The camera has a pop-up flash that has to be raised manually. The available settings are auto, fill in, redeye-reduction and off. Note that the settings can only be adjusted when the flash is raised. These shots of a white ceiling were taken at a subject distance of 1.5m.
Flash Off - Wide Angle (28mm)
Flash On - Wide Angle (28mm)
Flash Off - Telephoto (616mm)
Flash On - Telephoto 616mm)
And here are some flash portraits. As you can see the flash produced a bit of red-eye but the in-camera red-eye reduction system was able to eliminate it.
|Flash On (100% Crop)|
Red Eye Reduction
Red Eye Reduction (100% Crop)
The Olympus SP-610UZ is not very well suited to night photography, as you cannot use very slow shutter speeds. The photo below was taken in the Night Scene mode at a shutter speed of 2.5 seconds, sensitivity setting of ISO 200 and aperture of f/3.3, all chosen by the camera. The 100% crop demonstrates the quality you can expect.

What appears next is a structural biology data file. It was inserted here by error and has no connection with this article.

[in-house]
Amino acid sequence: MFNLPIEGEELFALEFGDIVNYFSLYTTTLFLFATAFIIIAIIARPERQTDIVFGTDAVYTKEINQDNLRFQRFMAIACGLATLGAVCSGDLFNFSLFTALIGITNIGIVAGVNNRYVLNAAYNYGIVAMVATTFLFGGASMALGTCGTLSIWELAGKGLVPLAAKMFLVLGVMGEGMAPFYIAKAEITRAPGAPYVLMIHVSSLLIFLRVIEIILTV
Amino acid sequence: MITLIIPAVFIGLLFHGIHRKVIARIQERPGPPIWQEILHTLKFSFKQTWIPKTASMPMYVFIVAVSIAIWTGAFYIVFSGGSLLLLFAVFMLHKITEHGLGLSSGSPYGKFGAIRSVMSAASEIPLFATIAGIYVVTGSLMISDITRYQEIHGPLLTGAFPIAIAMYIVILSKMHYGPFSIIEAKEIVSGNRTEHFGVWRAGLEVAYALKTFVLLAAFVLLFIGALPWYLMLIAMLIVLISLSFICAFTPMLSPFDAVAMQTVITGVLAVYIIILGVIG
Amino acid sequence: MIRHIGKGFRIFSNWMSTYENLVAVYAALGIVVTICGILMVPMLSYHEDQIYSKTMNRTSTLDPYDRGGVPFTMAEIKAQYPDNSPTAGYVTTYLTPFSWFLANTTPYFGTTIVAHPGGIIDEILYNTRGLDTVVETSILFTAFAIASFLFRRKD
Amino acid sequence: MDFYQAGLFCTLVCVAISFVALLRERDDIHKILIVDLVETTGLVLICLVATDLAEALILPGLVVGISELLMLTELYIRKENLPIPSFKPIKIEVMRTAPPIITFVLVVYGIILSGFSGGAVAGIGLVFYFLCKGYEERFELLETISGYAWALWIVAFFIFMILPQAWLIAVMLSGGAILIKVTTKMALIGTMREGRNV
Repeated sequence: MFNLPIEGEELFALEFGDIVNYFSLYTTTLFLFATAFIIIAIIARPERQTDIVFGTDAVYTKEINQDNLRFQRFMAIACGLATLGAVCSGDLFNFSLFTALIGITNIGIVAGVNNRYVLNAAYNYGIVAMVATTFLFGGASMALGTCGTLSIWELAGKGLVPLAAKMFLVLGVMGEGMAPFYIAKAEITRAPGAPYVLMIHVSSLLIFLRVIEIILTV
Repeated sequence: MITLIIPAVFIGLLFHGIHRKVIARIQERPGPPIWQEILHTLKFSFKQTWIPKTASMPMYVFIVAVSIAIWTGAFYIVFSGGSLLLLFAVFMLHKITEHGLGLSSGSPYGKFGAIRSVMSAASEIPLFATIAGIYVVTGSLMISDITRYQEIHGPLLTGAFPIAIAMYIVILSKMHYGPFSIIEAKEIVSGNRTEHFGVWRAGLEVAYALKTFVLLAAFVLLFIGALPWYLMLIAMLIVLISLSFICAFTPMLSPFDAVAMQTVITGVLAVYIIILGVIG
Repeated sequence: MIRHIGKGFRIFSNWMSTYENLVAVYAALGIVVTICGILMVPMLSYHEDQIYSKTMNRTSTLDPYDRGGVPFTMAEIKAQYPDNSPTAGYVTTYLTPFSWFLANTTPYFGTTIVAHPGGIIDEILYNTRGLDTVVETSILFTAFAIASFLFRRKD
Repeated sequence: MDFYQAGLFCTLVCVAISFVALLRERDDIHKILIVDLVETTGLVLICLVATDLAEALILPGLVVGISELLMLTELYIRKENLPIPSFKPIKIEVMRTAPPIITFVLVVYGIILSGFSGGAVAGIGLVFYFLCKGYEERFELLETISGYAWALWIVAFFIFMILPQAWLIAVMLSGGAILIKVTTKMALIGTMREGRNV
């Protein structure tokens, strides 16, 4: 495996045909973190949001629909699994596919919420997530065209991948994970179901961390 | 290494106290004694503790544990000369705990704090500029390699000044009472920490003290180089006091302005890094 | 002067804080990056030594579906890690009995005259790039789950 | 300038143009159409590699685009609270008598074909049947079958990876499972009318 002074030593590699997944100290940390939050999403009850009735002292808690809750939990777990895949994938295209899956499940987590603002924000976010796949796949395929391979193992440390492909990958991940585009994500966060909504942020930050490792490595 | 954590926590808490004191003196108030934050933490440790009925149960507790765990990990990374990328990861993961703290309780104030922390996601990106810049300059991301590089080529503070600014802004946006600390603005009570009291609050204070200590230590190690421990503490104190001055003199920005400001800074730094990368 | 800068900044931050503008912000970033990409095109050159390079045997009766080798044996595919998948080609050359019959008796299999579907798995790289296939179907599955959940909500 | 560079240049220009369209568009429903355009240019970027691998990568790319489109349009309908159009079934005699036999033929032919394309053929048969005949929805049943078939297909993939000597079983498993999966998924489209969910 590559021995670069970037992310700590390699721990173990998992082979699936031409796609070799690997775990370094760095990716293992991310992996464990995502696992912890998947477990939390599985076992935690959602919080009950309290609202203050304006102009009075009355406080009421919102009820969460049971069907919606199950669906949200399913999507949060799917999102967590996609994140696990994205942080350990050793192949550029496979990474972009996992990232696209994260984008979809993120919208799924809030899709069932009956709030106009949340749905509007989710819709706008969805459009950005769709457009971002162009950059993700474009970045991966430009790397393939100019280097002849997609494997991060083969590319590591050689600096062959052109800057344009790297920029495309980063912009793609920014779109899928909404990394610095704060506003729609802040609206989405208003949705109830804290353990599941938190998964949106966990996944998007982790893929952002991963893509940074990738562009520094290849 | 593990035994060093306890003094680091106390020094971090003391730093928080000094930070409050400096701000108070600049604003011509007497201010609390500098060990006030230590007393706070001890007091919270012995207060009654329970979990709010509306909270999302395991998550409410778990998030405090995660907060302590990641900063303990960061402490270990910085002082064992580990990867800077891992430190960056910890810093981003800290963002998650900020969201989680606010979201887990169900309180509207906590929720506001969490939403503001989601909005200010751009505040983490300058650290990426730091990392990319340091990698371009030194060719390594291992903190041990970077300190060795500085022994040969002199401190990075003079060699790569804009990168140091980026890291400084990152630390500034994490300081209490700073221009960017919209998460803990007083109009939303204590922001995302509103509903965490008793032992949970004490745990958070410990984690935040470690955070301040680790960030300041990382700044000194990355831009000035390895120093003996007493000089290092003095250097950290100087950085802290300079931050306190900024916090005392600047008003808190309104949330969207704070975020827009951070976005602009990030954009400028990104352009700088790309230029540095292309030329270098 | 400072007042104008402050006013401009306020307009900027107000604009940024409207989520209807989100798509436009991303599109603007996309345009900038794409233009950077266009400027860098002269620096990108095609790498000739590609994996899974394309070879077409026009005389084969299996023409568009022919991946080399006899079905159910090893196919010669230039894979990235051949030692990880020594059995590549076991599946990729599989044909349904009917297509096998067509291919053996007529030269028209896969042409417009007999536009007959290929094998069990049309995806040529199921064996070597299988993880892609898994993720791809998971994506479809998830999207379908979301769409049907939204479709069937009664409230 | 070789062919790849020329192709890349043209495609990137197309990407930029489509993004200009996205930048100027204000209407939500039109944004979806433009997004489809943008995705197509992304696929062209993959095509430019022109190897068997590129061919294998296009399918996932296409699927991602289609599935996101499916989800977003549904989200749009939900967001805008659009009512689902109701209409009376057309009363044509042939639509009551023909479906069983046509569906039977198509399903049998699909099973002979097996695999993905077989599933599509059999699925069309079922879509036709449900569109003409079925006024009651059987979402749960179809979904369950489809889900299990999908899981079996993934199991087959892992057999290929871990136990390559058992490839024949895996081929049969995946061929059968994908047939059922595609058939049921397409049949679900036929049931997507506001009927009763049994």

Night Shot (100% Crop)
The Olympus SP-610UZ has a mechanical image stabilisation system of the sensor-shift variety. In our tests it has proven to be less effective than similar systems employed in some of Olympus' - and the competition's - other cameras. The following crops are from two photos taken at a 35mm equivalent focal length of 73mm and shutter speed of 1/15 second - as you can see, there is more detail in the stabilised image, but it's still not completely sharp.
On (100% Crop)
Off (100% Crop)
The Olympus SP-610UZ has a 3D mode, in which you take two photographs of the same subject from slightly differing viewpoints. The camera then merges the two photographs into a single MPO file, which can be played back on a compatible 3D display device. Given that the SP-610UZ's own screen is 2D only, the camera also saves a 2D image in JPEG format alongside the MPO file.
|Download the MPO File|